Beginners will learn quick and easy watercolor techniques while painting a glowing watercolor floral in this introduction to applying watercolor paints. Avoid the big beginner mistake of painting flat colors with these skills – skippers, salt, adding more than one color, layering and lifting.
Downloads for Watercolor QuickStart
- Red – any bright red (I used Pyrrole Red)
- Blue – any light blue (I used Cerulean)
- Black – tube black or mix Ultramarine Blue + Burnt Sienna
- Yellow – any good yellow (I used Azo Yellow)
- Green – your favorite green (I mixed Phthalo Turquoise + Yellow)
- Gray – Blue + Black (or Burnt Sienna)
Painting Steps for Easy Floral Painting
Step 1 – Draw or trace your your outline onto your watercolor paper with graphite paper. Keep the lines light.
Step 2 – Paint the geraniums red.
Mix a small puddle of an orange-red for your geraniums. Paint the geraniums, leaving skippers or unpainted areas in the mix. You can mix a small puddle of yellow and add that before or after painting for variety, letting the wet colors mix.
For a splotchy texture, sprinkle table salt onto the drying areas once they begin to lose their shine.
Step 3 – Paint shadows on the white flowers.
Mix a small puddle of light to medium blue or blue/purple. Paint a few shadow areas on the white flowers, leaving some unpainted white.
Step 4 – Paint the bucket.
(The bucket can be any color you like, but keep it light in value for a better composition.)
Mix a puddle of a medium value blue. (Remember, wet on wet will dry much lighter than it looks wet, so more paint!) Wet the bucket with clean water. Drop or stroke in some blue and let it bleed out into the wet areas.
Step 5 – Dry well and brush off any salt.
Step 6 – Paint darker shadow areas onto some of the geraniums.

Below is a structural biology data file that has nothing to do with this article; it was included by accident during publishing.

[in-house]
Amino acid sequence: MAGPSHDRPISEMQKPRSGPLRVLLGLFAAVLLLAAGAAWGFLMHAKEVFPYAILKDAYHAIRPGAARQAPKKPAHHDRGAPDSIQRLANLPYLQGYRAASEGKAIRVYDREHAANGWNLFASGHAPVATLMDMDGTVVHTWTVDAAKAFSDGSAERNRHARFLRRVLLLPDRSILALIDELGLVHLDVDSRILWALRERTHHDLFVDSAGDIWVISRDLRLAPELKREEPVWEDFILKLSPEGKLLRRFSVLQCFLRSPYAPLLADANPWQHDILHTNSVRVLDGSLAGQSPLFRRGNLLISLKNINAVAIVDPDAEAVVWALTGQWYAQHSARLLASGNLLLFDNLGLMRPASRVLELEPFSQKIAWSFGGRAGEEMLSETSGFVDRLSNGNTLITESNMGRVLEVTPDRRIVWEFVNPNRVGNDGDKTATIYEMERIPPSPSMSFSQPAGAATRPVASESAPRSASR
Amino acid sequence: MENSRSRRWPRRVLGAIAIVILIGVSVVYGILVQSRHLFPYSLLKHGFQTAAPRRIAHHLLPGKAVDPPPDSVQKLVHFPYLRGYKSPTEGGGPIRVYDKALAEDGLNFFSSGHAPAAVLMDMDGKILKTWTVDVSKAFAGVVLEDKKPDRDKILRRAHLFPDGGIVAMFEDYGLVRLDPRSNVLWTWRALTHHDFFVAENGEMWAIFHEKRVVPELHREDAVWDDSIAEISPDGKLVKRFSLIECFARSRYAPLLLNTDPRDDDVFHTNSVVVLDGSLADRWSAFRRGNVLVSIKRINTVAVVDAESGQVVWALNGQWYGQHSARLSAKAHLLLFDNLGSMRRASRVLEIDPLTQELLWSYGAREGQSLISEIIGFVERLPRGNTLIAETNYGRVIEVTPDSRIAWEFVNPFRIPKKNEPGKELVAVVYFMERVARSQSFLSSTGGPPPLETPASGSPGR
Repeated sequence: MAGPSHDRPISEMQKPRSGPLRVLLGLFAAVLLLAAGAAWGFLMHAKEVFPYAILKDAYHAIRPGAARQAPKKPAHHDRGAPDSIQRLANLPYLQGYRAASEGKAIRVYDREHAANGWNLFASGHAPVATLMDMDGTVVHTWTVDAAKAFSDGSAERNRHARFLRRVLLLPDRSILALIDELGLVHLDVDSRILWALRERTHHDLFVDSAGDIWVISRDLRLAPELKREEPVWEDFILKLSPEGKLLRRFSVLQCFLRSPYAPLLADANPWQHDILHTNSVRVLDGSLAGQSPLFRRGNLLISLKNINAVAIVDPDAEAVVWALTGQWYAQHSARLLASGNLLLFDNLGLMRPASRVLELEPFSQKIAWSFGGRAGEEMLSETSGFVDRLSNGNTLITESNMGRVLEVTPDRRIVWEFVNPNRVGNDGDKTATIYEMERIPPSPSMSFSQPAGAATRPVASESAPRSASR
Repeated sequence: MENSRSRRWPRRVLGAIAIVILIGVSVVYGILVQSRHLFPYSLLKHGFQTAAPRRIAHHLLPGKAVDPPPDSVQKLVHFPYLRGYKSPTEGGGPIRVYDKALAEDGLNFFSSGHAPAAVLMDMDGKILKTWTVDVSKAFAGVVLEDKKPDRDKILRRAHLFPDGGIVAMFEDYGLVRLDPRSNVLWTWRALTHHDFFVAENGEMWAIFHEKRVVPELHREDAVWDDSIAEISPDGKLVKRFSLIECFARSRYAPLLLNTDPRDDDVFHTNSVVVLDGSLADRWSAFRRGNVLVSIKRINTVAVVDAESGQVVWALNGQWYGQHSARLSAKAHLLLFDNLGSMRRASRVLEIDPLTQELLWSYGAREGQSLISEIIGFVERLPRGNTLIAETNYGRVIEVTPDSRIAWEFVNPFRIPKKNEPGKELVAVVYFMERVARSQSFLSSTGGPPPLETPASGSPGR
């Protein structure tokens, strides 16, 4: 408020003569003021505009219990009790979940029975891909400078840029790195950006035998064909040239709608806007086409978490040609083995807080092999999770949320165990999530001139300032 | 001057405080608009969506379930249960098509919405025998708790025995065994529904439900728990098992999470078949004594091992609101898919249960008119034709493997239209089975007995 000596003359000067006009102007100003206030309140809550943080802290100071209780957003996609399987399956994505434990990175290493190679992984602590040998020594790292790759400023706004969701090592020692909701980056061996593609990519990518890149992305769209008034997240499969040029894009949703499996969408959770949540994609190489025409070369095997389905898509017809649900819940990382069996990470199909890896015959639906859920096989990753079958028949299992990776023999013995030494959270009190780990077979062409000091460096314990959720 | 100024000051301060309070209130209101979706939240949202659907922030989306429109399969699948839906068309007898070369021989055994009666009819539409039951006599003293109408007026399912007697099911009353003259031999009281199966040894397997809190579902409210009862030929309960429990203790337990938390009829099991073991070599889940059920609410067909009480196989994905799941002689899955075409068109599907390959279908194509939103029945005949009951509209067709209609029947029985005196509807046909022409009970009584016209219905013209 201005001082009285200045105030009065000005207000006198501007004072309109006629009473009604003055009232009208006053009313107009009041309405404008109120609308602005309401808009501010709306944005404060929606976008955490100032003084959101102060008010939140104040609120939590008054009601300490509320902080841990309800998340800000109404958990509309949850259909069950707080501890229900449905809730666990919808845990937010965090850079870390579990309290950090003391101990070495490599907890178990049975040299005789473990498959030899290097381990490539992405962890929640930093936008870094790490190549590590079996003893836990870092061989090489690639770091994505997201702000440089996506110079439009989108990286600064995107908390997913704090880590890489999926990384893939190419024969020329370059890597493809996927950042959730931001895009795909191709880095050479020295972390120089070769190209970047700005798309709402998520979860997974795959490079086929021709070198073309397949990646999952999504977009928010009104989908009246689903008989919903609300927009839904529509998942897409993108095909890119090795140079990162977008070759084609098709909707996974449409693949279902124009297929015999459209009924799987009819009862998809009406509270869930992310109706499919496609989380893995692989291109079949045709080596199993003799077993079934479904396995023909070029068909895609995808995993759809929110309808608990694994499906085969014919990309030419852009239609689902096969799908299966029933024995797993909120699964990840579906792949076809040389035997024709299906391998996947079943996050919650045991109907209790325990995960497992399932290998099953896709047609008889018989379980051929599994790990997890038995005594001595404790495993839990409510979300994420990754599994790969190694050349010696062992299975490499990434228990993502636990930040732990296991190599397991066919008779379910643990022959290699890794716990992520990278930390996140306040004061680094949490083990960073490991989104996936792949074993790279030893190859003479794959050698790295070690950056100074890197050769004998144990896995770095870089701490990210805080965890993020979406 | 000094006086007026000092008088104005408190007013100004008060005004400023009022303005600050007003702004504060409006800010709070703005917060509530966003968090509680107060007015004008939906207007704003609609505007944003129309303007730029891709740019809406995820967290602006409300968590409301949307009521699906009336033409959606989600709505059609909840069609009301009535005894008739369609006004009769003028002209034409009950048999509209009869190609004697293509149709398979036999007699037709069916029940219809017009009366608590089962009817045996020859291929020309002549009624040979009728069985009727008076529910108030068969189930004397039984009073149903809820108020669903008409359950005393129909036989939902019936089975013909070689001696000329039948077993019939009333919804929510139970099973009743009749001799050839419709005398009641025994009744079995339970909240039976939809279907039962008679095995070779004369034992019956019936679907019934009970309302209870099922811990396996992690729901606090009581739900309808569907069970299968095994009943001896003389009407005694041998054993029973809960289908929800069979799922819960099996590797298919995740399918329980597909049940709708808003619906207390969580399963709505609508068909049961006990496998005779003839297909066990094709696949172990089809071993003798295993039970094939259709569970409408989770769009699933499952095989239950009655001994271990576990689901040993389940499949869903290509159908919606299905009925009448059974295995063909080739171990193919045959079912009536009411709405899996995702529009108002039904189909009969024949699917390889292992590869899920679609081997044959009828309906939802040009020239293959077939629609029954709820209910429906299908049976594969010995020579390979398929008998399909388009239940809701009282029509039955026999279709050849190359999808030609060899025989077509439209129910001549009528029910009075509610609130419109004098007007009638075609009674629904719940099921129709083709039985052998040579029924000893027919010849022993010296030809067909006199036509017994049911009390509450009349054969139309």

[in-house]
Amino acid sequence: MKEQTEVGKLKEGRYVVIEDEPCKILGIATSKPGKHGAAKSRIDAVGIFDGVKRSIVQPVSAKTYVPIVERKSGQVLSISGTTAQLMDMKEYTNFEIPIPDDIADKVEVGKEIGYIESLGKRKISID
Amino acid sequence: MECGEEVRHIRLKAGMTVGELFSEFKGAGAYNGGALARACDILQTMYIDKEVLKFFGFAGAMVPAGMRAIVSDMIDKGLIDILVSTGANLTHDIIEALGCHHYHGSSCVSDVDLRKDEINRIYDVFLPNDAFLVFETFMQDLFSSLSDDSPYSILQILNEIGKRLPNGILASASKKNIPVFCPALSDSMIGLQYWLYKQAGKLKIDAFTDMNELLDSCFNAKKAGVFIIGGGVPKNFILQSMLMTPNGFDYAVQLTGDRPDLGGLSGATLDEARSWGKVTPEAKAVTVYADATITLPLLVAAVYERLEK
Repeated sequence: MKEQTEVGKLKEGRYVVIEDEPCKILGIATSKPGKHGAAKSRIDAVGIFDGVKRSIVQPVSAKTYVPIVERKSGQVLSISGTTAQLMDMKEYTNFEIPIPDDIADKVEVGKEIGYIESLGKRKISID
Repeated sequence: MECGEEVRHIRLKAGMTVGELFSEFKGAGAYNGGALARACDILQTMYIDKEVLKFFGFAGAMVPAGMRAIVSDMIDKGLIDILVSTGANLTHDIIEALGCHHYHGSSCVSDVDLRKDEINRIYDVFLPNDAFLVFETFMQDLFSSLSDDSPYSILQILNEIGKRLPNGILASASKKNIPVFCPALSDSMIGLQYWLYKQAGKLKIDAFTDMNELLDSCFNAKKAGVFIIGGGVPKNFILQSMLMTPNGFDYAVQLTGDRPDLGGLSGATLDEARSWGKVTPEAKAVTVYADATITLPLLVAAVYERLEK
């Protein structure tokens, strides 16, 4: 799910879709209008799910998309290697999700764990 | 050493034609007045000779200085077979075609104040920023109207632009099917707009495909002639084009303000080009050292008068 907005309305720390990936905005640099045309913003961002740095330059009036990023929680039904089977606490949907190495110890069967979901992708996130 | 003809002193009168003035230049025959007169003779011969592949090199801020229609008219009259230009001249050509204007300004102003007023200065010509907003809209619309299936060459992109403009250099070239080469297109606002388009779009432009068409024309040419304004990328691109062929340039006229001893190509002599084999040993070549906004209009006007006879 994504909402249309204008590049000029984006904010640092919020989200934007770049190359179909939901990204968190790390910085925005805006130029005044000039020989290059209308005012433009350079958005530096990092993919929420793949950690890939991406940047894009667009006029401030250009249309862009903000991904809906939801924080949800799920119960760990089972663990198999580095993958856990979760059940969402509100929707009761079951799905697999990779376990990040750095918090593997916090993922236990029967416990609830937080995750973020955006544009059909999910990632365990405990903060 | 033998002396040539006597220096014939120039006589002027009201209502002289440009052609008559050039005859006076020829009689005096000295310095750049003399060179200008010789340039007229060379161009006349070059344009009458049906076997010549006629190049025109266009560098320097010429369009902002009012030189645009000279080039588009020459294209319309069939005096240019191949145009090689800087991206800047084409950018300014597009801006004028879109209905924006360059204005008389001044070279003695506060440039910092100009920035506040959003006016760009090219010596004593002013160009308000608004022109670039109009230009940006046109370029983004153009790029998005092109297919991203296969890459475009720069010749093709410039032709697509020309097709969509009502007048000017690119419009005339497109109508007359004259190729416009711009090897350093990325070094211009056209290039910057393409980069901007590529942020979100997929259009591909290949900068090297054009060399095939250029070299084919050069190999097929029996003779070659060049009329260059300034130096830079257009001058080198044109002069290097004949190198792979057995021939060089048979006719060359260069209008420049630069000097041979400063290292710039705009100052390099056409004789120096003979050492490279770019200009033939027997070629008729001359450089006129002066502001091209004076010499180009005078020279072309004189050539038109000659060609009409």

Mix a puddle of red with more paint and less water than your first puddle. Paint a few shadow areas onto the geraniums – mostly towards the bottom. You don’t have to paint every flower – go for variety – some with a little, some with a lot, some with none.
If your shadow areas look too stark, just dab them with a finger while they’re still damp to smudge and soften.
Step 7 – Add details to the bucket.
Paint a light red stripe across the middle of the bucket.
Also add darker blue lines for the boards, but don’t paint the lines completely top to bottom – just suggest a few.
Step 8 – Paint the green foliage.
Mix a puddle of green and a puddle of darker green (add black to darken).
Paint the foliage with green, going carefully around the flowers but leaving SKIPPERS! Work from one side to the other.
When dry, add shading areas with the darker green. If you want even more definition, paint on a few areas of even darker green – almost black.
Also paint the stems.
Step 9 – Finishing touches on plant.
If desired, use Mr. Clean’s Magic Eraser (damp) to gently wipe off some of the paint on the flowers to soften edges or lighten colors.
Add yellow/orange or greenish centers to the white flowers. If the shadows seem too light, repaint them with blue or blue/purple.
Step 10 – Paint the bottom Shadow.
Mix a big puddle of blue gray – add some black to your blue. Paint a shadow coming from the bottom of the pot with SKIPPERS.
When your brush is dry, scumble on a hint lighter gray above the shadow.
Step 11 – Add a background?
If desired, use yellow or other light color to add a background behind the flowers. It looks nice to put the yellow in some of the skippers in the green leaf area, also.
Summary for Watercolor QuickStart – Painting with Skippers
Anything that keeps your areas from looking flat and all one color is an improvement. Leaving skippers in watercolor washes is one of the easiest ways for beginners to add variety.